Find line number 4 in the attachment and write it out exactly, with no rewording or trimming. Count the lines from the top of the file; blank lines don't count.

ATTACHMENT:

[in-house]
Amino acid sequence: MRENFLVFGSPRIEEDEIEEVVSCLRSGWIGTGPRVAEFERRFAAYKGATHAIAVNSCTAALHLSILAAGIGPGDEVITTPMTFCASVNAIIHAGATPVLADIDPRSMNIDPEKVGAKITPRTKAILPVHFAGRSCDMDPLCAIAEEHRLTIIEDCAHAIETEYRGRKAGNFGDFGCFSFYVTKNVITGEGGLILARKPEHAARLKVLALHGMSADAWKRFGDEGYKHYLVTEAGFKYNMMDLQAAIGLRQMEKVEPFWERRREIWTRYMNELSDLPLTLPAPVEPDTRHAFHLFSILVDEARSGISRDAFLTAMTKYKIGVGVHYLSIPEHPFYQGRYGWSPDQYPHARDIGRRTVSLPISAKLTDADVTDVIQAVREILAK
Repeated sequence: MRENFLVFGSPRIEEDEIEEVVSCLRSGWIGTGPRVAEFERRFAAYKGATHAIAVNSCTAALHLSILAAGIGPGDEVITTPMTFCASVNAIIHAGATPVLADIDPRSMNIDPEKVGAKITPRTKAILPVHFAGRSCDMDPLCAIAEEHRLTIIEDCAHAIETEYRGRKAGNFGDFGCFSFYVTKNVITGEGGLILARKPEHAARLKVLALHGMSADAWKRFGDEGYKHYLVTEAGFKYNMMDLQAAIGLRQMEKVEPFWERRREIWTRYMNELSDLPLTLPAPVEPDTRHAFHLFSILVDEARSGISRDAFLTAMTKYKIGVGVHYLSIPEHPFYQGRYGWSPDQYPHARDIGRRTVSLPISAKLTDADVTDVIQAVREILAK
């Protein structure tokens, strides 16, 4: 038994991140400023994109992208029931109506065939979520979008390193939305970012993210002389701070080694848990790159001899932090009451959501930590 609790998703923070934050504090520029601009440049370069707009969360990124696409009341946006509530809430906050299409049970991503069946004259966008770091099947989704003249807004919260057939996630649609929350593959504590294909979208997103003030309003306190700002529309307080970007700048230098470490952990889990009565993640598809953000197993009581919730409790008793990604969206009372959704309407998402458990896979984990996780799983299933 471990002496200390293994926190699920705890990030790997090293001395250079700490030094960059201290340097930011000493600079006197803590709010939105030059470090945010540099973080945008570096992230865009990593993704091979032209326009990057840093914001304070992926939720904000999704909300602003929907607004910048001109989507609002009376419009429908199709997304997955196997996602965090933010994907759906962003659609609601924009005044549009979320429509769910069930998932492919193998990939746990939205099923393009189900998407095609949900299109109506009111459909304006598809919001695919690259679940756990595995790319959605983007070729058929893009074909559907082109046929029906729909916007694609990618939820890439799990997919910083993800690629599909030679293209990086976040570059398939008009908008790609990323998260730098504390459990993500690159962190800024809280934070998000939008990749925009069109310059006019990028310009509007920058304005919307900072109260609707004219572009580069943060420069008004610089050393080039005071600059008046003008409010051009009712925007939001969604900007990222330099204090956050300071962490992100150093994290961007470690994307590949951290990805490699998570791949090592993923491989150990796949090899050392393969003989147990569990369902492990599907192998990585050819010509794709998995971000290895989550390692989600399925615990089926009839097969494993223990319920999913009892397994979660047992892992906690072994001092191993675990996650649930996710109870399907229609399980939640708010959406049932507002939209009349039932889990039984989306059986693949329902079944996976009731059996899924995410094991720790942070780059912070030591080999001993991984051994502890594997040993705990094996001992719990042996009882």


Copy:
């Protein structure tokens, strides 16, 4: 038994991140400023994109992208029931109506065939979520979008390193939305970012993210002389701070080694848990790159001899932090009451959501930590 609790998703923070934050504090520029601009440049370069707009969360990124696409009341946006509530809430906050299409049970991503069946004259966008770091099947989704003249807004919260057939996630649609929350593959504590294909979208997103003030309003306190700002529309307080970007700048230098470490952990889990009565993640598809953000197993009581919730409790008793990604969206009372959704309407998402458990896979984990996780799983299933 471990002496200390293994926190699920705890990030790997090293001395250079700490030094960059201290340097930011000493600079006197803590709010939105030059470090945010540099973080945008570096992230865009990593993704091979032209326009990057840093914001304070992926939720904000999704909300602003929907607004910048001109989507609002009376419009429908199709997304997955196997996602965090933010994907759906962003659609609601924009005044549009979320429509769910069930998932492919193998990939746990939205099923393009189900998407095609949900299109109506009111459909304006598809919001695919690259679940756990595995790319959605983007070729058929893009074909559907082109046929029906729909916007694609990618939820890439799990997919910083993800690629599909030679293209990086976040570059398939008009908008790609990323998260730098504390459990993500690159962190800024809280934070998000939008990749925009069109310059006019990028310009509007920058304005919307900072109260609707004219572009580069943060420069008004610089050393080039005071600059008046003008409010051009009712925007939001969604900007990222330099204090956050300071962490992100150093994290961007470690994307590949951290990805490699998570791949090592993923491989150990796949090899050392393969003989147990569990369902492990599907192998990585050819010509794709998995971000290895989550390692989600399925615990089926009839097969494993223990319920999913009892397994979660047992892992906690072994001092191993675990996650649930996710109870399907229609399980939640708010959406049932507002939209009349039932889990039984989306059986693949329902079944996976009731059996899924995410094991720790942070780059912070030591080999001993991984051994502890594997040993705990094996001992719990042996009882």